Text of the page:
Your Boston Red Sox, after two weeks of baseball, stand alone in first place in the American League East. Their record of 7-4 is the second best in the AL, behind only Oakland's 9-4. It's a lovely contrast from last year, when it took the Sox until April 25 to record their seventh win. We're about three days from a landslide of "Boston is April's surprise team!" columns, which we around here will read with amusement while reflecting on three months of offseason "no, really, they're going to be pretty good this year" columns.
Every columnist around, of course, picked the Sox to finish either in the basement or near it. And while most of us writing a bit closer to the team didn't go so far as to pick them as division champs (Except our Mr. Kory, who did so over at Baseball Prospectus. If they win the division, we all owe Matt a beer.), we were more bullish in general. We remembered that the team that lost 93 games was still hovering near .500 until about mid-August, and only totally collapsed after the Punto trade. That helped create a bit more hope, but we still weren't ready to declare Boston a surprise playoff team. Everything hinged on two guys: Jon Lester and Clay Buchholz.
Boston's 11 games into the season, and six of those games have been started by the Sox' top two. In those six starts, Lester and Buchholz have given up a combined four runs. That's not a typo. It is, however, a 0.88 ERA. They've struck out a batter an inning. Buchholz has walked ten so far, a bit worrisome, while Lester has only walked three. Through the first two weeks of the season, they've been the dominant top two in baseball. So what does that do for the Sox going forward?
First, of course, we must acknowledge the obvious. Clay Buchholz will not have a 0.41 ERA forever. I mean, I really would love to see him try to keep it under one, but it's not going to happen. Jon Lester will, at some point, have a start where the cutter simply doesn't cut right and a few leave the yard. Their numbers will regress, and their lines will become slightly less cartoonish. The question is where those numbers will regress to. Will it be last year's? That would basically spell disaster for Boston. Will it be to their career lines? This would be great in Lester's case, more of a mixed bag for Buchholz.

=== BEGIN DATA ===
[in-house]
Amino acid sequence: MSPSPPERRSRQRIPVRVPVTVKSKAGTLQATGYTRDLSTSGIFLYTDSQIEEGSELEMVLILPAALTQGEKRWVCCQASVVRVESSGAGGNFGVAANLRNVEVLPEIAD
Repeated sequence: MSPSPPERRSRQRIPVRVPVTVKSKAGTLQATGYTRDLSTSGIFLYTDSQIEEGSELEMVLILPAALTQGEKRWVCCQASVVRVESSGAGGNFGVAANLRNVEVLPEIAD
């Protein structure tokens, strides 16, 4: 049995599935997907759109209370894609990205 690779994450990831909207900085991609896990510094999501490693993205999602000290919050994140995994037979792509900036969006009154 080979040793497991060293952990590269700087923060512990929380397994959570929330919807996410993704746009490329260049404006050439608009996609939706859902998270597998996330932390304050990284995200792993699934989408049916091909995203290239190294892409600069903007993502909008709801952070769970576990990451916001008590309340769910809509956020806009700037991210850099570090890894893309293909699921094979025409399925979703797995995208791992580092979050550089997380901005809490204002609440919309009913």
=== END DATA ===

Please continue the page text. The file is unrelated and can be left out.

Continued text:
Jon Lester, from 2008-2011, was one of the best pitchers in the game. He put up a 3.33 ERA in over 800 innings, striking out 784 batters. The debates around Boston centered on when he'd win a Cy Young, when he'd pass 100 victories in a Sox uniform, whether he'd rank with Lefty Grove and Babe Ruth as one of the great southpaws in team history. Last year saw a complete turnaround, as we worried that he'd somehow peaked too soon, or cracked under the pressure of this city's absurd expectations. Looking back a bit, it's kind of astounding we gave up on him so quickly.
Clay Buchholz is a different matter. His results have never been consistent or predictable. Sometimes it's great results with worrisome peripherals, as with his 2010 campaign. In that year, he put up a 2.33 ERA over 173 innings, but he did so with a Twins-level strikeout rate. Sometimes it's injury, as with his shortened 2011 season or his back issues during last year's run to the basement. But his stuff is simply the best on the roster. Every pitch he throws is a potential out pitch, as we saw to impressive effect yesterday. The pitch arsenal we dreamed on when he was in the minors, and when we saw him throw a no-hitter in his second start, has always been there. It's just never been fully unlocked.
So far this season, both have looked like world-beaters, like the sort of pitching duo that can carry a team all year and well into October. The rest of the pitching staff has been pretty damn good, too. They've only given up 32 runs, the best in the AL. No Boston starter has given up more than three runs yet. So far this season, of course, is eleven games. But those eleven games have forced the rest of the league to worry about Boston, and the parties most responsible for that worry are Lester and Buchholz.
Read more Red Sox:
- On Carlos Quentin, baseball brawls, and culpability
- Fifty-dollar tickets and fifty-cent narratives: The end of the Red Sox’ sellout streak
- Daniel Nava, Jonny Gomes making Boston's Jackie Bradley Jr. decision easy
- How Clay Buchholz steals the first strike
- On hope, the Red Sox new season, and what (little) we know